It's time I got back to writing. It's been two very long and painful weeks, but now I must continue with life as it's been handed to us, and that means I need to get back to writing.
Two weeks ago today, Tom was diagnosed with esophageal cancer.
It's a very difficult cancer to battle. It usually doesn't show symptoms until it's in advanced stages. The treatment is brutal - or as our new oncologist says, "I'm going to really beat you up before treatment is finished."
It starts with daily radiation for at least six weeks, combined with chemo every other week. The program is designed to shrink his tumor as much as possible before surgery, which will remove the lower end of his esophagus and then reconnect the remaining esophagus to his stomach. It means chemo ports and stomach feeding tubes, since the radiation to the esophagus will cause extreme pain when Tom tries to swallow.
We have a good oncologist, one we like very much. He doesn't sugar-coat anything, and told us the truth - the prognosis isn't very good. But he also is strong on pointing out the good stuff - that Tom actually looks healthy, isn't a smoker or drinker (both major causes of this cancer), and has a very positive attitude. His blood tests this week were all very strong. Those are all in his favor - and Tom's not a quitter.
He's ready to fight.
Spending hours and hours on researching this uncommon cancer, I came across a trial study that is being held at U of Michigan hospital, about 1-1/2 hours from here. It's being directed by a nationally-known doctor who specializes in this cancer, and is testing a drug now currently being used successfully in the treatment of advanced colon cancer. Since colon cancer is similar in many ways to e-cancer, there's a strong belief that this could prove to be a significant drug. I gave a copy of the trial to our oncologist, and he almost fell out of his chair in glee!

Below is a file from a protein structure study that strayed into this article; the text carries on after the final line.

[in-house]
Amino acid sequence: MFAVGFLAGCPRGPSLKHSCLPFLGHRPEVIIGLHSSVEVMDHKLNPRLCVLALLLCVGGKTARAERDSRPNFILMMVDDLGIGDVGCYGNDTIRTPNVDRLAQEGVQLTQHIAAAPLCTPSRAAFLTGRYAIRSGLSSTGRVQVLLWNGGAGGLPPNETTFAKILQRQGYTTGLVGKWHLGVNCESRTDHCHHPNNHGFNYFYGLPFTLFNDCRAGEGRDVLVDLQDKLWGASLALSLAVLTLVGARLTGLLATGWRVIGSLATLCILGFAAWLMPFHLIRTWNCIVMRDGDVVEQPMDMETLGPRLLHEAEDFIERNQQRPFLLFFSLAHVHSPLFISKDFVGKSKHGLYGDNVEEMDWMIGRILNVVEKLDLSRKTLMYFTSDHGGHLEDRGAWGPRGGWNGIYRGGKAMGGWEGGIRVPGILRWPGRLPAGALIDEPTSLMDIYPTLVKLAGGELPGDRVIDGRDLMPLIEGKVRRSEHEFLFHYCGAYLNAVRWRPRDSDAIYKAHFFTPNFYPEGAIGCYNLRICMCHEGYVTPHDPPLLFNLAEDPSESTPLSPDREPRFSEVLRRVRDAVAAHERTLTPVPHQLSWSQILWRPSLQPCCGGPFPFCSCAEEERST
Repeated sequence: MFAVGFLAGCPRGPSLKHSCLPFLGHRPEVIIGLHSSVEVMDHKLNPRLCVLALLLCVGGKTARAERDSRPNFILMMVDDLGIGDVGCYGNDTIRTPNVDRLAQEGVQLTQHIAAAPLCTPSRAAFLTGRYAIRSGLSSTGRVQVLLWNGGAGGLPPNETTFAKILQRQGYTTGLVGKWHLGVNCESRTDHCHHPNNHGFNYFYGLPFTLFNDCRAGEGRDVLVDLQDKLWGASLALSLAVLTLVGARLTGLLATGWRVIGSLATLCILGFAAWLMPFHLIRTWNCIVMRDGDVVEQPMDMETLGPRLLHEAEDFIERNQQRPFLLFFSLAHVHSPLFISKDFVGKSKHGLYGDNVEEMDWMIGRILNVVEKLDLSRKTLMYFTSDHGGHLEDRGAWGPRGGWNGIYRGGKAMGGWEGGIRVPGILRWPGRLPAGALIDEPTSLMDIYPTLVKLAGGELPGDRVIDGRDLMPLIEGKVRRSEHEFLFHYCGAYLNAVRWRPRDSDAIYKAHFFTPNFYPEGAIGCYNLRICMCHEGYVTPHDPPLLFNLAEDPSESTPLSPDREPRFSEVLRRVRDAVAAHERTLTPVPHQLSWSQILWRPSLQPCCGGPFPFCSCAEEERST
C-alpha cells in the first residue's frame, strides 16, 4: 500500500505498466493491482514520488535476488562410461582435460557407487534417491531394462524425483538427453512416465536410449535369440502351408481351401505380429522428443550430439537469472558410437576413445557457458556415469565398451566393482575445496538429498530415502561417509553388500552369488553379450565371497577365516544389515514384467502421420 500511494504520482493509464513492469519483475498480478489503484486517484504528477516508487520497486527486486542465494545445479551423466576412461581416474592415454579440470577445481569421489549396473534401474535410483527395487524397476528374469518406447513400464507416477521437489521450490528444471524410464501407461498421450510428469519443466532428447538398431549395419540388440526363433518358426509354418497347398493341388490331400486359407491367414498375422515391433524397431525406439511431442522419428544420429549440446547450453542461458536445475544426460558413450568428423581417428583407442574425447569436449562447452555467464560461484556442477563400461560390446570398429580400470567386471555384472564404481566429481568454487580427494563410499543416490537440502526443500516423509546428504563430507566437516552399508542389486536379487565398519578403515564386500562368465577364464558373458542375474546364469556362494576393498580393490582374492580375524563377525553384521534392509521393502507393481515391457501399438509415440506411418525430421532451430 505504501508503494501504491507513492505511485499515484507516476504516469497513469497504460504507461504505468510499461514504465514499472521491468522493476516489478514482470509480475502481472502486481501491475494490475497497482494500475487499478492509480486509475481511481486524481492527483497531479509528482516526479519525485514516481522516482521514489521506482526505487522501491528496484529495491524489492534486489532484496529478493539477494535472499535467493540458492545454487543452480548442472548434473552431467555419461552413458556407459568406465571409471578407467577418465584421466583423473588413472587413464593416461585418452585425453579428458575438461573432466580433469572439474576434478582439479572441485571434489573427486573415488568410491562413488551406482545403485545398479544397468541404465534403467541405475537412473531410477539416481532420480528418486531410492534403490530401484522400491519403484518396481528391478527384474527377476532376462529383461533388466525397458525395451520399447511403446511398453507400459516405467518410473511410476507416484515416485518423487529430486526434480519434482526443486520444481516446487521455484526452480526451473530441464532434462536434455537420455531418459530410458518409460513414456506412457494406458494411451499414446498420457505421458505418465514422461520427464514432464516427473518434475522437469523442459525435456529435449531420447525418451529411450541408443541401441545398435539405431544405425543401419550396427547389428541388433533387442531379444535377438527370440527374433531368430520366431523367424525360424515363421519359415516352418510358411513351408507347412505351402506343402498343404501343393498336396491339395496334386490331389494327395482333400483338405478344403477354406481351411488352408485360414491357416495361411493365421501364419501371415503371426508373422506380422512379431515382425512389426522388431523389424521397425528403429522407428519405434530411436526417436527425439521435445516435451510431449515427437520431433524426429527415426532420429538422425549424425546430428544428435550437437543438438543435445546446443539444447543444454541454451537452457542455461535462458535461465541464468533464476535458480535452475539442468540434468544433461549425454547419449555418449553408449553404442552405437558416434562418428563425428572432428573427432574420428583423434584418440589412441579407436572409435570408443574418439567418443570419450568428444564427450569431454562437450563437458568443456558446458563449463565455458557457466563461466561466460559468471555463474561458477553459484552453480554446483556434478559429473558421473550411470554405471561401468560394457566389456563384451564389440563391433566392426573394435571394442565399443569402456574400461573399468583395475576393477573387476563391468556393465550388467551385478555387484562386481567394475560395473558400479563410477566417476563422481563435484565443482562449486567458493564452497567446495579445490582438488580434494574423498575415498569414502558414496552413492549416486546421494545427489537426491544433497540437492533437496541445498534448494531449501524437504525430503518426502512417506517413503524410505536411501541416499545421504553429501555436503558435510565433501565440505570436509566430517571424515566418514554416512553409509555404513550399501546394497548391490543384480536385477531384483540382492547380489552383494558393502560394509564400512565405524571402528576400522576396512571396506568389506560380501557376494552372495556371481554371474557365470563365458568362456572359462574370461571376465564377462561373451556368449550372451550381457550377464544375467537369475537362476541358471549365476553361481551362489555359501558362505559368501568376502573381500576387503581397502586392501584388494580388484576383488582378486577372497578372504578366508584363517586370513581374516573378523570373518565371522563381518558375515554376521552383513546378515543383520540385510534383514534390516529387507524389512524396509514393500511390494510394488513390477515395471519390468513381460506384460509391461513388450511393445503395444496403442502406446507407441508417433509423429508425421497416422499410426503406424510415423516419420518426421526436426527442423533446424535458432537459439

Turns out he'd done his homework before meeting with us, and had already lined up some local trials for us to consider. He said that usually he has to talk people into trials, as many do not want to be a guinea pig. And here we were, shoving this piece of paper into his hands, asking - begging - to be considered for that trial. He hadn't been aware of this particular trial, and feels that it would be very good for Tom, so he's sent a referral asking for Tom to be admitted. Now we're just waiting to hear from the trial study . . . waiting is hard.
Tom's now lost 70 pounds since May. Since he was overweight, originally he could afford to lose weight. Now we're battling to keep his weight stable so he can get through treatment. He cannot eat much solid food, but can tolerate soups, scrambled eggs, fruit smoothies and similar soft foods. We should own stock in Ensure, because it's the bulk of his current diet.
Over the last couple weeks, the valleys have overtaken the hills, and it's been tough, but we're getting used to it. At least now we have some direction, when before we just knew it was bad but didn't know what could be done. It's the unknown that really screws your head.
We are both the patient - although Tom's getting the worst of the deal, I'm right here beside him every step of the way. We have a long and hard fight ahead, and we're ready for it. Well, we're as ready as we can try to be . . . and we are trying really, really hard.